“Rafah, Gaza” (Steve Sabella)
But Sabella, who grew up in Jerusalem’s Old City, leaves his viewers with optimism in “South Gaza City, Gaza.” Taken in what the gallery placard describes as “the poor neighborhood of Tal El Hawa,” two kids, who seem to be brother and sister, smile toothy grins for the camera. The older sister confidently stands in front of what appears to be a wooden telephone pole while her little brother shyly pokes his head out from behind the pole.
Another instance of contrast is the installation of Powell’s landscape “Orchards at Sabastiya” beneath Courtney’s black and white “Souad Srour.” Powell’s photograph, which could have easily been taken a hundred years ago (if color photography technology was available at the time) as it was in 1997. The idyllic scenery recalls sentimental images and perceptions of a part of the world that is so mythologized because of religion. The warm, green grass in the forefront contrasts with the cool background of orchard rows, which recede behind a house whose weathered stones and regional architecture reinforce the overwhelming sensation of timelessness. The tiny figure walking down the gravely road and the equally small horse grazing behind him are suspended in time.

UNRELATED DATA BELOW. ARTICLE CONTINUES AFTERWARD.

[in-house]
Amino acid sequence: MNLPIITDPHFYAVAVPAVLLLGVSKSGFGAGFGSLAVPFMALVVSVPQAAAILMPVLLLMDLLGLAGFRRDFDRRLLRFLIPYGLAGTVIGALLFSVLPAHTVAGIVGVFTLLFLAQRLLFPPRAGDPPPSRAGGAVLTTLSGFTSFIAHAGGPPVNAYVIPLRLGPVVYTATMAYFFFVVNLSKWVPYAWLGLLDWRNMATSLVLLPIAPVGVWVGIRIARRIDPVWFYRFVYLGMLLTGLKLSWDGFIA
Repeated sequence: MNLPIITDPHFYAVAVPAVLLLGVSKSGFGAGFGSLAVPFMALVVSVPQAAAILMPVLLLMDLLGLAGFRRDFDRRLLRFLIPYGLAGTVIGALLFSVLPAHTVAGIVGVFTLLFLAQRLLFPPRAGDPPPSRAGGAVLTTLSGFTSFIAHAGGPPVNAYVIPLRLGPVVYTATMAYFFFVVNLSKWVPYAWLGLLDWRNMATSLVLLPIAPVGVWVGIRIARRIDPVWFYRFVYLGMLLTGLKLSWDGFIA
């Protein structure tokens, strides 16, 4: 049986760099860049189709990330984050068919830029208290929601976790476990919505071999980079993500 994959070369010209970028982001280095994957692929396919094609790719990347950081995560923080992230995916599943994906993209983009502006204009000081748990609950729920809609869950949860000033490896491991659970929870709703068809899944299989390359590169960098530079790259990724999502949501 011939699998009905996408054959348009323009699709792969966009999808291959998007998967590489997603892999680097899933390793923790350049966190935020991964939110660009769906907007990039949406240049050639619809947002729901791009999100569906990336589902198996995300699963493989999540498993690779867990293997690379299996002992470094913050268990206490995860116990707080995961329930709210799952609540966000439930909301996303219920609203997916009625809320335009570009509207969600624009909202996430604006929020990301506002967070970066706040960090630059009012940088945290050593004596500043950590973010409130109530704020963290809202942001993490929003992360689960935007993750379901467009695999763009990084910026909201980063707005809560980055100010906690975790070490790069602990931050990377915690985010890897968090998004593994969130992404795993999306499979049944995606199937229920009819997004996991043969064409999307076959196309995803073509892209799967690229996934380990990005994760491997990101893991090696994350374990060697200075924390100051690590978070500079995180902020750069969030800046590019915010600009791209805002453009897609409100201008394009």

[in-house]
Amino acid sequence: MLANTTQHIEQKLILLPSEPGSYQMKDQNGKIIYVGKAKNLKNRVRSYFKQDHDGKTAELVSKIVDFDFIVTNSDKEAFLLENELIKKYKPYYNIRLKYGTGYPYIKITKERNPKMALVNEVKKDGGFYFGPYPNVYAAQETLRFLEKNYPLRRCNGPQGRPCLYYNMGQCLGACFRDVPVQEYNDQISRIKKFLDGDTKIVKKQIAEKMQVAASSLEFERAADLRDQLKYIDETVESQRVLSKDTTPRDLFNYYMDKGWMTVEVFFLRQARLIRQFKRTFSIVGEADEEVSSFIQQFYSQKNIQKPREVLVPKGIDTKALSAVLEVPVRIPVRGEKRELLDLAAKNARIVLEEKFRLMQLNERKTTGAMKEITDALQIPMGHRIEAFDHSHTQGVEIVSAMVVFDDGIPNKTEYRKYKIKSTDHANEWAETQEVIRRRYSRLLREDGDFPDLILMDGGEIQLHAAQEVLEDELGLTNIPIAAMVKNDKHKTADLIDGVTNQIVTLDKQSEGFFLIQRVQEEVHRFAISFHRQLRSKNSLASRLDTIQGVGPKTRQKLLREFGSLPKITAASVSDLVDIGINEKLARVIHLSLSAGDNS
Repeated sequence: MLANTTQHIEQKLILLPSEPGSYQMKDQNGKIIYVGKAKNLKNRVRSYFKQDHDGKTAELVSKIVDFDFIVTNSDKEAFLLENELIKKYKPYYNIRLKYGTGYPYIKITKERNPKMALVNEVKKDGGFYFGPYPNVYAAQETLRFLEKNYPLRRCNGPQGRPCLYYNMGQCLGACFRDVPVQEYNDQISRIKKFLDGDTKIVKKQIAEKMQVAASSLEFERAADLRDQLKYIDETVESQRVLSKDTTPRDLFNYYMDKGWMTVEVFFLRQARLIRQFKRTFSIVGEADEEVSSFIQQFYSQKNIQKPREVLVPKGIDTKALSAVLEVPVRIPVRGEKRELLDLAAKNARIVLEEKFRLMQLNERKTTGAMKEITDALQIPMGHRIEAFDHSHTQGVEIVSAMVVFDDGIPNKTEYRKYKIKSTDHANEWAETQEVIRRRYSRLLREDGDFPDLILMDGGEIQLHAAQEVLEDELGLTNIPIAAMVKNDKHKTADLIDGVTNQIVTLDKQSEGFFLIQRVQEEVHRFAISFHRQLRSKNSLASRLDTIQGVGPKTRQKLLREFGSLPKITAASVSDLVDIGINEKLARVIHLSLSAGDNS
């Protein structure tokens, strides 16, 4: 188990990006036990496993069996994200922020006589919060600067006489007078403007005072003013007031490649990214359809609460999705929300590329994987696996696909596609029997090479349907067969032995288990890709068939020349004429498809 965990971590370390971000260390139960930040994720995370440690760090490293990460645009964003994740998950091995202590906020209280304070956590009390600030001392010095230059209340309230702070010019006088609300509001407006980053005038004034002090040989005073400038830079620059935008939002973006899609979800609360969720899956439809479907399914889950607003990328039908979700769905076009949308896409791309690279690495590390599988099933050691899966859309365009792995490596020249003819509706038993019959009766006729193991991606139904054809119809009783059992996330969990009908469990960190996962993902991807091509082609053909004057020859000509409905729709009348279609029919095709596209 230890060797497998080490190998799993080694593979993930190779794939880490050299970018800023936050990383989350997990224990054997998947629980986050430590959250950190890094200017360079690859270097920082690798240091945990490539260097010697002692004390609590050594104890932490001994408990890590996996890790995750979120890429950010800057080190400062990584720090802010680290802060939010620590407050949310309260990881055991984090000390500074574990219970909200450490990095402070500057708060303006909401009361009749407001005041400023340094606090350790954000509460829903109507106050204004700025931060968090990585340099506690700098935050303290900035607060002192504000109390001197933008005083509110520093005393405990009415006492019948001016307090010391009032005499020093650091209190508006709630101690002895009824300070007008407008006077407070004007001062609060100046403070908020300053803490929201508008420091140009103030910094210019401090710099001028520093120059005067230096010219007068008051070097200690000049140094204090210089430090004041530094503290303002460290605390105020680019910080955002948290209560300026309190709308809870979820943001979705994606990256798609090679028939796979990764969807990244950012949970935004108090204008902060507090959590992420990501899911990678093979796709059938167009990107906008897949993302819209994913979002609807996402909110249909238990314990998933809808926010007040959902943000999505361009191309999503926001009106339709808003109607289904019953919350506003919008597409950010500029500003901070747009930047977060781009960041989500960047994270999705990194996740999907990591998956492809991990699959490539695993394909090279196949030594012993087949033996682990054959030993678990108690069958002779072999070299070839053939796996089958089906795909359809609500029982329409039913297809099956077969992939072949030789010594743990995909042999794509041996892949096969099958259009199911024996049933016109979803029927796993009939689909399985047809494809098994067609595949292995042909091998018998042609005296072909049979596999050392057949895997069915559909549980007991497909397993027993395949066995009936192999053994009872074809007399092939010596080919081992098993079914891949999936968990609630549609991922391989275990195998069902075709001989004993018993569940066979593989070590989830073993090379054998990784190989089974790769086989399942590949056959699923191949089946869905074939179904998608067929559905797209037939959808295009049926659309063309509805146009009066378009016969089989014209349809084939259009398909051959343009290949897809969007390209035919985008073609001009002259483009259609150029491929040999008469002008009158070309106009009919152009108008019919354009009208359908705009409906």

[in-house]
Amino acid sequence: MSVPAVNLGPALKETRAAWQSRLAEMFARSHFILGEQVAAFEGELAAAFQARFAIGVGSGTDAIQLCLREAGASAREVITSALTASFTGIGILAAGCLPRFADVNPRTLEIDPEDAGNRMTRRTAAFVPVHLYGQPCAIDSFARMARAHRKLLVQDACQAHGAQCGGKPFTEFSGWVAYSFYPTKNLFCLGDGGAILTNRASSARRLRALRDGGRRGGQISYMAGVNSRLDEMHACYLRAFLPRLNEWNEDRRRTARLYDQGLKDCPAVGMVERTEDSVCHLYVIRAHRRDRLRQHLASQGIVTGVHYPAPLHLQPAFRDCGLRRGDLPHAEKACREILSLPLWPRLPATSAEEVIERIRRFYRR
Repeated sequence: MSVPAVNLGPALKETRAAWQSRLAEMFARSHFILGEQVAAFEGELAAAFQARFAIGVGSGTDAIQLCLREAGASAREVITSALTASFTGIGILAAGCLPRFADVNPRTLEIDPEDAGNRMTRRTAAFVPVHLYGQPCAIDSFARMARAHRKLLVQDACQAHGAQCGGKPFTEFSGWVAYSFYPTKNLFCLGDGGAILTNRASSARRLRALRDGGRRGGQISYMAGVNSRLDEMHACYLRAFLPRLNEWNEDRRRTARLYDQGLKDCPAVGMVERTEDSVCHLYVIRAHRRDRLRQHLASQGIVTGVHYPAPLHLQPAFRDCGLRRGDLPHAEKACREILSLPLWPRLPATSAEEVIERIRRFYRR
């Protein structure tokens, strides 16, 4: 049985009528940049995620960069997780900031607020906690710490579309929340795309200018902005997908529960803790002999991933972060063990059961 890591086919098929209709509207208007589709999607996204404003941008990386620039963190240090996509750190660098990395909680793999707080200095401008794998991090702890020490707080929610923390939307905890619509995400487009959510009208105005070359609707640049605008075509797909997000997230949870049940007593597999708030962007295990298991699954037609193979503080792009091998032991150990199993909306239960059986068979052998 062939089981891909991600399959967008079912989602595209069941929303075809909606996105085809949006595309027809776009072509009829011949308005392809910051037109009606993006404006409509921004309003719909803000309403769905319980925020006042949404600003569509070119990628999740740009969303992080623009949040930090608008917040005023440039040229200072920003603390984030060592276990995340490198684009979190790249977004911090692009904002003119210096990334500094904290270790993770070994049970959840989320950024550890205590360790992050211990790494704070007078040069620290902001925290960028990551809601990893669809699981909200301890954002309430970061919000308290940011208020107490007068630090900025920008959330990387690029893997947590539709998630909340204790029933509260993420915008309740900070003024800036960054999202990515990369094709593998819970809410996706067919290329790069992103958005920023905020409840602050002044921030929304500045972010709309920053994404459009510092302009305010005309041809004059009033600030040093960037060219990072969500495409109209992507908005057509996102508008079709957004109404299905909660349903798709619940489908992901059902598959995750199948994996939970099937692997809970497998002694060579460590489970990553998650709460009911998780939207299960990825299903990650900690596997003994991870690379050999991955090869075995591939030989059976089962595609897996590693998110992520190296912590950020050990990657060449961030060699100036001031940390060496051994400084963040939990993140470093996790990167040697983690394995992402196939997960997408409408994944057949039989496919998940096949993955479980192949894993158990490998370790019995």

Not so much suspended than trapped in time is Souad Srour, whose portrait is installed above “Orchards at Sabastiya.” Srour, who is not only figuratively trapped by Courtney’s black and white print (Courtney’s black and white photographs feature subjects who seem incapable of movement) is also trapped by her disability — she was paralyzed on the left side of her body after being shot at during the Sabra and Shatila massacres in 1982. The placard explains, “Souad, who does not hide her name, saw most of her family murdered in front of her before the Israeli-supported Phalange soldiers raped her and shot her in the vagina. The bullet remains in her to this day.”
The viewer feels uncomfortable while gazing upon Srour’s portrait. She doesn’t make eye contact with the viewer, prohibiting any personal connection and implying vulnerability, and her disability is made readily apparent by her arm crutches, causing a tiny voice in the back of the viewer’s head to remember mom’s warning that it is impolite to stare at people who “are different.” And because of Srour’s youthful face (the photograph was taken 20 years after the massacre), the viewer is forced to think how young she must have been when she endured such inhumanity.